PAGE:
Investors other than ordinary shareholders would take a loss before banks are bailed out by taxpayers or fail under a new proposal from the Basel Committee of global banking regulators.
The proposal, unveiled on Thursday, is part of wide-ranging measures regulators have been planning to reshape the financial system and avoid a repeat of the credit crisis that forced governments to inject hundreds of billions of dollars to shore up ailing lenders.
Under the proposal all capital instruments other than common stocks would could be written-off or converted if a bank is about to be rescued by the state or about to fail, effectively hitting capital providers -- such as holders of bonds and preferred shares -- before ordinary citizens.
The proposed new clause triggering the write-offs would be activated at the request of the regulator based in the relevant jurisdiction.
The Basel Committee "believes that a public sector injection of capital needed to avoid the failure of a bank should not protect investors in regulatory capital instruments from absorbing the loss that they would have incurred had the public sector not chosen to rescue the bank," it said in its proposal.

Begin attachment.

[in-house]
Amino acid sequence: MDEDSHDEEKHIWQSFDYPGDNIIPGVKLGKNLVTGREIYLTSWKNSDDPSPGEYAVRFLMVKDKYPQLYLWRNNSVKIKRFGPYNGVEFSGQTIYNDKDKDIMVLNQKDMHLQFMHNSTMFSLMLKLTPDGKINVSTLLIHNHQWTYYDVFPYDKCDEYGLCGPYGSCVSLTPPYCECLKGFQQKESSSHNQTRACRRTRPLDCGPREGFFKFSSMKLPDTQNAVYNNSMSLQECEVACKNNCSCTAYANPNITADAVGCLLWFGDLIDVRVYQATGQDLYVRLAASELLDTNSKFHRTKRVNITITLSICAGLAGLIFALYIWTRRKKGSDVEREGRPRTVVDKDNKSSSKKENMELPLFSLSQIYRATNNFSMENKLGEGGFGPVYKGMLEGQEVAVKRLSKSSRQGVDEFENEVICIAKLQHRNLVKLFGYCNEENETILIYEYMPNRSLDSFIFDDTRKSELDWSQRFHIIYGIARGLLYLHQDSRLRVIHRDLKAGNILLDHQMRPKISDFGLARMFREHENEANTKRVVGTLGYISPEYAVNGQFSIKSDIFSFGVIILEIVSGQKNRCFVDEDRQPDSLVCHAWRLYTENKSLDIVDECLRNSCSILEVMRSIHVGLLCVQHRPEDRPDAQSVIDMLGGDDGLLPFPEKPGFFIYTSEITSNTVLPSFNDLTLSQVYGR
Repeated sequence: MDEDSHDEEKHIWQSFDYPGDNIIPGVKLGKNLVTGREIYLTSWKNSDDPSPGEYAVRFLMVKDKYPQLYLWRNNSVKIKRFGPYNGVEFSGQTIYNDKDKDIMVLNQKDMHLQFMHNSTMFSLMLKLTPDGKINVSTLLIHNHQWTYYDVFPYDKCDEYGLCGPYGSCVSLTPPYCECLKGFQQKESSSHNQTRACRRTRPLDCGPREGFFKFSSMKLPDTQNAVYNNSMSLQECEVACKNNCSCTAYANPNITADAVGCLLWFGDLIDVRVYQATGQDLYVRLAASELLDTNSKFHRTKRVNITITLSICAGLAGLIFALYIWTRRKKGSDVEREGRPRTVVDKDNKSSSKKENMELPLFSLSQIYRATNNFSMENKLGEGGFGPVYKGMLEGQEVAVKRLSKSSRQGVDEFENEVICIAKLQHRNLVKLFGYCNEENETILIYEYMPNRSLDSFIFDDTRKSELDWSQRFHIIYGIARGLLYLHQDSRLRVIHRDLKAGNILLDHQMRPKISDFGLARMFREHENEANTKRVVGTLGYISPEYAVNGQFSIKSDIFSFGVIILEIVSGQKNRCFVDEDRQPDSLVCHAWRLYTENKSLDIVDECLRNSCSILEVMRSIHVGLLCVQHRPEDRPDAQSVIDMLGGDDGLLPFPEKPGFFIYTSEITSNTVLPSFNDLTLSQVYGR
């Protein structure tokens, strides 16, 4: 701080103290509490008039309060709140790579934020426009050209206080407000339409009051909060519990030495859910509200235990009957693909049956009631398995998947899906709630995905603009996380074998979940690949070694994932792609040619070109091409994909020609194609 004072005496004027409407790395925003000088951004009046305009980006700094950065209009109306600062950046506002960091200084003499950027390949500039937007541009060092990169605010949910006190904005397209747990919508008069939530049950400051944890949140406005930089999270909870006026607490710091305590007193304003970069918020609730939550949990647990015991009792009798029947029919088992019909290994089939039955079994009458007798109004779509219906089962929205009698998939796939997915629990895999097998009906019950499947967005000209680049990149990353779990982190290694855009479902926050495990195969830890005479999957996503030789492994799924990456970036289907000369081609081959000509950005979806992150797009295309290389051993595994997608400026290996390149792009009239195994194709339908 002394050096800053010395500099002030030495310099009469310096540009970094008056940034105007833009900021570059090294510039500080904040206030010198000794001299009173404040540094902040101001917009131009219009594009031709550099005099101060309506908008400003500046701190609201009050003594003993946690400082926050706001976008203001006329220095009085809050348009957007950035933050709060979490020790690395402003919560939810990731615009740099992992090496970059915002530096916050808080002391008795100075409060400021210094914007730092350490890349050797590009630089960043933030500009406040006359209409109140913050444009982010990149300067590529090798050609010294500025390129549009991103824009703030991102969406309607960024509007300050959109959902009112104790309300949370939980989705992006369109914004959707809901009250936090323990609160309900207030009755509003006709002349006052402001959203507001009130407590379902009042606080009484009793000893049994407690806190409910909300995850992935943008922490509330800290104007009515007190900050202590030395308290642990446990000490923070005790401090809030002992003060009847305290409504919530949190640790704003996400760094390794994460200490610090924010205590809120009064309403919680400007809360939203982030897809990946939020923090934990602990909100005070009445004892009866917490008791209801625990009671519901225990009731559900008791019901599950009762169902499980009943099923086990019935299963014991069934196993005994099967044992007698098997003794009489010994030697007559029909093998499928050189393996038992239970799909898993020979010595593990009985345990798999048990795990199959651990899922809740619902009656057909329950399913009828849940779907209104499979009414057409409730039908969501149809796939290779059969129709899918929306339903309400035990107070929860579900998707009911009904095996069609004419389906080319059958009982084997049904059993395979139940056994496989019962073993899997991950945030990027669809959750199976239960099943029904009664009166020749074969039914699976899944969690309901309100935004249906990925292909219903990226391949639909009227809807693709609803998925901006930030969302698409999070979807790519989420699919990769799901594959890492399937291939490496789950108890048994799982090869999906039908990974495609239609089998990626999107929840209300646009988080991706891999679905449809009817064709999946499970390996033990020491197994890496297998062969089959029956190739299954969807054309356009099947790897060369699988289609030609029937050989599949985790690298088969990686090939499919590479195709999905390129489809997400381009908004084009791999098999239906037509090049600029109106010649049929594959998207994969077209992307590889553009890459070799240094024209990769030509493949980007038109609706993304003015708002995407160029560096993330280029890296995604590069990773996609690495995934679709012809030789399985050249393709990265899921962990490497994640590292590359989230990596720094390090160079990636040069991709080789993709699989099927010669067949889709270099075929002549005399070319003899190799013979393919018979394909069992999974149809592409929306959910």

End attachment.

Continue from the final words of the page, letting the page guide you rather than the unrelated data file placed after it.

The plan stems from the realization that when governments stepped in to shore up lenders during the credit crisis, they bailed out both the bank and the capital providers.
"As a precondition for being treated as regulatory capital, an instrument must be capable of bearing a loss if the issuing bank is unable to support itself in the private market," said Nout Wellink, chairman of the Basel Committee and head of the Dutch central bank.
Banks ranging from Britain's Royal Bank of Scotland and Lloyds to ABN AMRO and Fortis in the Netherlands to Switzerland's UBS took government cash or were partly nationalized at the peak of the crisis.
The Basel Committee proposal goes a step further in trying to address the too-big-to fail problem, which is still under discussion in international regulatory circles.
The proposal, which would require changes in contractual law, is open for consultation until Oct 1.
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